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“Romeo and Juliet”: Go for the classic story, stay for smaller characters

Pictured+above%3A+Jack+Venton+as+Romeo%2C+Annie+Gorenflo+as+Mercutio+and+Amanda+Matousek+as+Benvolio.
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“Romeo and Juliet”: Go for the classic story, stay for smaller characters

Pictured above: Jack Venton as Romeo, Annie Gorenflo as Mercutio and Amanda Matousek as Benvolio.

Pictured above: Jack Venton as Romeo, Annie Gorenflo as Mercutio and Amanda Matousek as Benvolio.

Courtesy of Emily Marks

Pictured above: Jack Venton as Romeo, Annie Gorenflo as Mercutio and Amanda Matousek as Benvolio.

Courtesy of Emily Marks

Courtesy of Emily Marks

Pictured above: Jack Venton as Romeo, Annie Gorenflo as Mercutio and Amanda Matousek as Benvolio.

Philip Van Slooten, Reporter

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Pictured above: Shayana Bloom as Lady Capulet, Jack Venton as Romeo and Katie Laubert as Juliet. Courtesy of Emily Marks

“Romeo and Juliet” opened Friday night to an eager audience.

The visual effects were enchanting as both music and video projections amplified the mood either by blanketing the young lovers in stars or bathing the stage in red during Mercutio’s murder.

While the performances of AACC alumni Jack Venton and second-year transfer studies student Katie Laubert as the lead roles were highly anticipated, the emotional intensity of the supporting cast was breathtaking.

Shayna Bloom, a second-year theater student, helped open the play with a dynamic performance as Sampson, a Capulet friend who “bites his thumb” at the Montegues.

When challenged by the rival clan if she insulted them, Bloom stage whispers to her co-conspirator, “Is the law on my side if I say ‘yay’?” She is warned “No,” so she loudly shouts, “Nay!” And an amused audience erupts in laughter.

Bloom further showcases her comedic skills as she scurries around stage dodging dangerous swords.

While Bloom and the other members of the battling clans, Annie Gorenflo as Mercutio, Amanda Matousek as Benvolio, and Austin Japak as Tybalt, were exciting to watch on stage, their costuming became confusing at times.

Female-identifying actors superbly performed the traditionally male roles of Romeo’s friends, the prince and Friar John. But at times feminine hairstyles and mannerisms — and costuming in the case of Bloom’s wonderful swashbuckling red bodice as Sampson — made the gender swaps less than obvious.

“Twelfth Night” and “As You Like It” offered effective examples of tricky yet convincing gender-bending.

Despite the gender-confusing costuming,  the supporting cast delivered engrossing performances.

Annie Gorenflo, third-year culinary student and “Hairspray” alum, wore the prince’s crown well while issuing warnings to both houses against fighting in the streets.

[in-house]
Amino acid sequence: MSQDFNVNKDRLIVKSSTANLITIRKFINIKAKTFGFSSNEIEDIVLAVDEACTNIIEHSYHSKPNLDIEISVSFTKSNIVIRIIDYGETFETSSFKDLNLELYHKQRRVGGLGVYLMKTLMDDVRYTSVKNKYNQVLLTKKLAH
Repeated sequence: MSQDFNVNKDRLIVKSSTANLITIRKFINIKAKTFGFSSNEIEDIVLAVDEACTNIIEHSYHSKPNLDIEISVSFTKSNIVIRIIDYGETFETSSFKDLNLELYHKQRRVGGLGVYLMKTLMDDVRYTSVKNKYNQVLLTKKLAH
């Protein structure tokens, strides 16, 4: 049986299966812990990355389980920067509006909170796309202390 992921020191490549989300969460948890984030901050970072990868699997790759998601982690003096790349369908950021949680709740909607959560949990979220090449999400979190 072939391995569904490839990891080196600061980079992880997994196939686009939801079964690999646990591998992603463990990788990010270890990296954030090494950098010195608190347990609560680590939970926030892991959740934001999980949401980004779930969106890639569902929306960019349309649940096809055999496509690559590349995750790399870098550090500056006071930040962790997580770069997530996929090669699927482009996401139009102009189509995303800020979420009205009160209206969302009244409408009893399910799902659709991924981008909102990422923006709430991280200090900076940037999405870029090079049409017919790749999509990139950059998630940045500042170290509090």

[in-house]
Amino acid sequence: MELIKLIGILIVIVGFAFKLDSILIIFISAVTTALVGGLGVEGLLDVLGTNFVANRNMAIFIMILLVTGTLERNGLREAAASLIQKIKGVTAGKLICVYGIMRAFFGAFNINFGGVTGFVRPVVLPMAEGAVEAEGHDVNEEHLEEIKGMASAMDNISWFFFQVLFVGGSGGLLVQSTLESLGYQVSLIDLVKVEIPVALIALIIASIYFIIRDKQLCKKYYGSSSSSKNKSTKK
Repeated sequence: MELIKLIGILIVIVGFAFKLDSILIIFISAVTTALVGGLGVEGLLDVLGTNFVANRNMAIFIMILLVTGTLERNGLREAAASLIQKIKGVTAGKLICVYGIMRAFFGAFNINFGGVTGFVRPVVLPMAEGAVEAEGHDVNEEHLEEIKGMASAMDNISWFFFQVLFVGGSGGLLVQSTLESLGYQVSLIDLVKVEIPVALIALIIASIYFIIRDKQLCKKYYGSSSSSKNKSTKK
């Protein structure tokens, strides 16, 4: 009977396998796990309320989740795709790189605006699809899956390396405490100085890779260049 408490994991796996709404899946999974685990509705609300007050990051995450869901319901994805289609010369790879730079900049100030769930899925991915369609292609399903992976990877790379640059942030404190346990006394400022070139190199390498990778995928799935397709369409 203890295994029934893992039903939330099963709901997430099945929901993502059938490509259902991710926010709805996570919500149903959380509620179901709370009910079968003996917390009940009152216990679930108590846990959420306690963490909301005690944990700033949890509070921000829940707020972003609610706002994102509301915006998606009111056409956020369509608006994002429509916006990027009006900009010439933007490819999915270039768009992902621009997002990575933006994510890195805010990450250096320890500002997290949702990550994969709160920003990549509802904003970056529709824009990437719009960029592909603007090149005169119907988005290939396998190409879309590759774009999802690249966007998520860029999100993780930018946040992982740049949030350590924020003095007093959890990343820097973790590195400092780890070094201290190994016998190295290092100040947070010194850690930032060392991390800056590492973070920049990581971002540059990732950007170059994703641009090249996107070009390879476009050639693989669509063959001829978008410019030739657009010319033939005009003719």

But the big laughs were elicited by AACC community member, Allen Cole, as Friar Laurence.

His high, whimsical voice dominated the stage even as he was simply speaking to a basket of flowers that could cure and kill, depending on the use. His scenes later with Romeo elevated Venton’s performances to some of the most subtly engaging of the play.

As the play progressed, it quickly became clear that this was an intriguing tale of two couples as illustrated by the dance where Romeo and Juliet meet. This love metaphor was a key scene for the play but also one where mature love contrasted with the forbidden kind.

While Lambert’s and Venton’s movements were timid and uncertain, Bloom’s and Cole’s — as Lady and Lord Capulet — were comfortable yet complex as an older married couple.

It was interesting to watch as Bloom danced with her “husband” but tried to silently alert him to the budding attraction between the young lovers. Cole was wonderfully oblivious to his “wife’s” distress and enjoys the ignorance that is his bliss. The contrast between the couples made the scene dynamic and exciting to unravel.

The director, Dr. AnneMarie Saunders, theater department, did an incredible job choreographing not only this scene but others in the play so theatergoers saw the play with new eyes.

If the first half of the play was comedic in tone, the second half was definitely tragic as death followed death, beginning with Tybalt’s and careening towards the loss of both lovers.

While the final death scene is the most familiar, a strength of this play is how it handled the death of Tybalt which motivated the lovers’ eventual demise.

“Romeo must not live,” Bloom’s Lady Capulet said coldly to Laubert’s inconsolable Juliet.

The magic of Bloom’s and Cole’s performances as Lord and Lady Capulet dominated the second half of the play, beginning with their silent hug over the corpse of Tybalt and ending with their fury when Juliet refuses to marry Paris. Their performance as parents of a starry-eyed teen was entirely believable, proving the wisdom of their casting.

At the play’s end, when Amanda Matousek returned to the stage as Lady Montague to lament the loss of her husband and now her son, her previous role as Benvolio was forgotten and the audience responded well to her as a grieving mother who embraces Lady Capulet as the only one now who can understand her pain.

It is rare in a play that even after the leads have met their unfortunate end, the supporting characters still shine and leave the audience asking for more.

“Romeo and Juliet” continues to run on April 13, 14, 19, and 20.

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“Romeo and Juliet”: Go for the classic story, stay for smaller characters